Reformers win tough election battles in UAW Local 594
By Lee Sustar | June 7, 2002 | Page 11
UNITED AUTO Workers (UAW) officials preparing for this week's union convention in Las Vegas were shocked when activists opposed to concessions won top spots in two important locals.
Longtime union activist Gene Austin captured the powerful shop committee chair position in Local 594, which represents workers at the General Motors (GM) truck assembly plant in Pontiac, Mich. Austin, who had been a committeeman, has been fighting to change the direction of Local 594 since 1997, when a three-month strike was settled with little gains for the members but led to allegations that local union leaders made a corrupt deal to settle the strike.
His election followed the victory by a reform slate that includes President Suzanne Brown and Financial Secretary Jan Austin, who is married to Gene. The two are active in the UAW Solidarity Coalition, which organized to support the locked-out members of UAW Local 2036 who were recently abandoned by the UAW.
Brown ousted incumbent president Larry Trandell--who narrowly defeated Gene Austin in a 1999 election--while reformers captured control of the executive board. GM responded by making Local 594 the last local in the UAW without a local contract in 1999--and putting the plant first in line for layoffs when the recession hit.
Trandell and incumbent shop committee chair Bill King are allies of UAW President Steve Yokich's ruling Administrative Caucus, which--along with GM--went all out to defeat Gene Austin. After laying off the third shift last year, management called the workers back the day before the election and credited King and Trandell for the recall.
"Management knows I am their worst nightmare," Austin told Socialist Worker. As the union's full-time representative on the shop floor, the shop committee chair holds the most powerful position in the local.
The 200 full-time appointed union reps in Local 594 campaigned for incumbent King. "What I would like to do is make as many of these positions elected as possible," Austin said. "It takes the [Administrative Caucus] army away and gives the power to the membership."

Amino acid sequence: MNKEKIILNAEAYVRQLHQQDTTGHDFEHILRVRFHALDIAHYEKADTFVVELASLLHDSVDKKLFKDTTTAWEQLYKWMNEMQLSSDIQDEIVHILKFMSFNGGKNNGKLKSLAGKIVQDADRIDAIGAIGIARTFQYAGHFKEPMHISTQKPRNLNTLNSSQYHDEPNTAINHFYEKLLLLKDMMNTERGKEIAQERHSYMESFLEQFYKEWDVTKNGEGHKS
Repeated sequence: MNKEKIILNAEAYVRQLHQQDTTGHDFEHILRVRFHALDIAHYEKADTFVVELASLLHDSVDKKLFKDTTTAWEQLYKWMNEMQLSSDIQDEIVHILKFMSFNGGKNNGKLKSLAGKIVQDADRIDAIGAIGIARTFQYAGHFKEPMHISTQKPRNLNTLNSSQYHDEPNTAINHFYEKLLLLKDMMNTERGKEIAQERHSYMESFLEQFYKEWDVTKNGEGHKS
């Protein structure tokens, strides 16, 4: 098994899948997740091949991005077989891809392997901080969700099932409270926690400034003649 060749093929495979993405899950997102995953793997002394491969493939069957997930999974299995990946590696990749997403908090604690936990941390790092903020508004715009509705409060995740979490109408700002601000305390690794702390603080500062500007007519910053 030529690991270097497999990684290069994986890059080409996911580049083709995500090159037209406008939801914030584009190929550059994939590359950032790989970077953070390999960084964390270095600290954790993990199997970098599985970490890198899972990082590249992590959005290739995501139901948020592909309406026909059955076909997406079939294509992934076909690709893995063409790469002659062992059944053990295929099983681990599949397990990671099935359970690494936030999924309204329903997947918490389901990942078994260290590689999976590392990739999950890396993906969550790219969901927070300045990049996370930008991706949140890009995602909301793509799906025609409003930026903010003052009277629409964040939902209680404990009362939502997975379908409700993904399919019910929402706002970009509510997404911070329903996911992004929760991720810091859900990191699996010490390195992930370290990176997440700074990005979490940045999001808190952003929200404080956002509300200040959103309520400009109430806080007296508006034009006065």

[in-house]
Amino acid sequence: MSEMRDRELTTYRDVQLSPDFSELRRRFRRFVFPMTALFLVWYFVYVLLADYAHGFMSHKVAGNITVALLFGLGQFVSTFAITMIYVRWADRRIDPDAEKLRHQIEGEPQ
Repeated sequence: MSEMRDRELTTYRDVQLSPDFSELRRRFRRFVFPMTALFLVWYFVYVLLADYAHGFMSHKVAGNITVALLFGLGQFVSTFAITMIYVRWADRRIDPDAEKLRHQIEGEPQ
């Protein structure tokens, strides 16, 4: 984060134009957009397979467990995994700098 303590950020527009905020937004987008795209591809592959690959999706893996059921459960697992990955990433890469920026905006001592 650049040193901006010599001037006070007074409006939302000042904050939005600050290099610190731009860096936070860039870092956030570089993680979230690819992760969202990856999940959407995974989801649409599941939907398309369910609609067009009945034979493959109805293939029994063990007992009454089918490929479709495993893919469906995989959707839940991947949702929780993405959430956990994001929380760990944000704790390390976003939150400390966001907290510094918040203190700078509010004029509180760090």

Austin also plans to withdraw from UAW-GM "jointness," or partnership programs. That alone would be enough to set off alarms at the UAW's Solidarity House headquarters.
But a pending lawsuit filed by Austin and other Local 594 members alleges that a secret deal to settle the 1997 strike led to GM hiring Jason Beardsley, son of James Beardsley, an administrative assistant to UAW President Steve Yokich, and David Shoemaker, son of UAW Vice President Richard Shoemaker.
The same week that Austin was elected, another oppositionist, Mike Middleton, won the equivalent post in Local 651, which represents auto-parts plants in Flint, Mich. This is the same local that led the historic 1936 sit-down strike. It was one of two locals that struck in 1998 to shut down GM's North American production.
The plant, now owned by GM's parts-making spinoff, Delphi, agreed to a lower-tier wage in order to win a contract to produce the Segway scooter. Middleton campaigned against making concessions. "There are supposed to be 5,000 jobs there. They told us if we would give them the two-tier wages, they would give us 1,000 jobs," he told reporters. "We got 14. They are just treating our membership with no respect."
The votes in Locals 594 and 651 won't have much impact on union elections at the UAW constitutional convention in Las Vegas. But they send a message that many UAW members want the union to stand up to employers.
"This union has become nothing more than a policeman for management," Austin said. "The UAW is buying time, but the corporations have an aging workforce. They hope they can downsize and end the union as we know it. But we are still strong, we are just afraid to flex our muscles."
Gene Austin will join former Local 2036 President Billy Robinson and UAW Local 22 activist John Martinez in a meeting, "The Fight to Save the UAW," at Socialism 2002, Sunday, June 16, at 10 a.m. at the Congress Plaza Hotel in Chicago. For more information, go to socialism2002.org.